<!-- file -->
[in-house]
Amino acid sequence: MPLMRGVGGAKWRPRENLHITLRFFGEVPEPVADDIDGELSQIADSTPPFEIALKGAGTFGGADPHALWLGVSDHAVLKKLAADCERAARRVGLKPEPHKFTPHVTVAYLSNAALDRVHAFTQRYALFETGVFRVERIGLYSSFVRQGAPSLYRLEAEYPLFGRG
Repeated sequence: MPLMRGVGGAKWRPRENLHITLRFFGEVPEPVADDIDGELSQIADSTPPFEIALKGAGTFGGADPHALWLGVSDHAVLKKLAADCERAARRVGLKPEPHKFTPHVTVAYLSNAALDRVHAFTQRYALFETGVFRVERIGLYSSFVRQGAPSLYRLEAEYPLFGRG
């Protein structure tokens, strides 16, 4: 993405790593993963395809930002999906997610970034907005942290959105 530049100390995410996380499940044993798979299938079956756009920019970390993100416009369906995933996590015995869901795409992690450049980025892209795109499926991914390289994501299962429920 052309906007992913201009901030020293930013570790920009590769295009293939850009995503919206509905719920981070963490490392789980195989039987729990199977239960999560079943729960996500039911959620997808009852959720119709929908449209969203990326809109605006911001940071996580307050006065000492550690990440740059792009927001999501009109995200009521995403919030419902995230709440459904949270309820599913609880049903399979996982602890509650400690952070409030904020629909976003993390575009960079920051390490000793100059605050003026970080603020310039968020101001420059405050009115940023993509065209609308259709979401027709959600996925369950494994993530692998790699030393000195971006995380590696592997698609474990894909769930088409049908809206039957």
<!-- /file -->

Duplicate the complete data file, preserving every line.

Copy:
[in-house]
Amino acid sequence: MPLMRGVGGAKWRPRENLHITLRFFGEVPEPVADDIDGELSQIADSTPPFEIALKGAGTFGGADPHALWLGVSDHAVLKKLAADCERAARRVGLKPEPHKFTPHVTVAYLSNAALDRVHAFTQRYALFETGVFRVERIGLYSSFVRQGAPSLYRLEAEYPLFGRG
Repeated sequence: MPLMRGVGGAKWRPRENLHITLRFFGEVPEPVADDIDGELSQIADSTPPFEIALKGAGTFGGADPHALWLGVSDHAVLKKLAADCERAARRVGLKPEPHKFTPHVTVAYLSNAALDRVHAFTQRYALFETGVFRVERIGLYSSFVRQGAPSLYRLEAEYPLFGRG
């Protein structure tokens, strides 16, 4: 993405790593993963395809930002999906997610970034907005942290959105 530049100390995410996380499940044993798979299938079956756009920019970390993100416009369906995933996590015995869901795409992690450049980025892209795109499926991914390289994501299962429920 052309906007992913201009901030020293930013570790920009590769295009293939850009995503919206509905719920981070963490490392789980195989039987729990199977239960999560079943729960996500039911959620997808009852959720119709929908449209969203990326809109605006911001940071996580307050006065000492550690990440740059792009927001999501009109995200009521995403919030419902995230709440459904949270309820599913609880049903399979996982602890509650400690952070409030904020629909976003993390575009960079920051390490000793100059605050003026970080603020310039968020101001420059405050009115940023993509065209609308259709979401027709959600996925369950494994993530692998790699030393000195971006995380590696592997698609474990894909769930088409049908809206039957």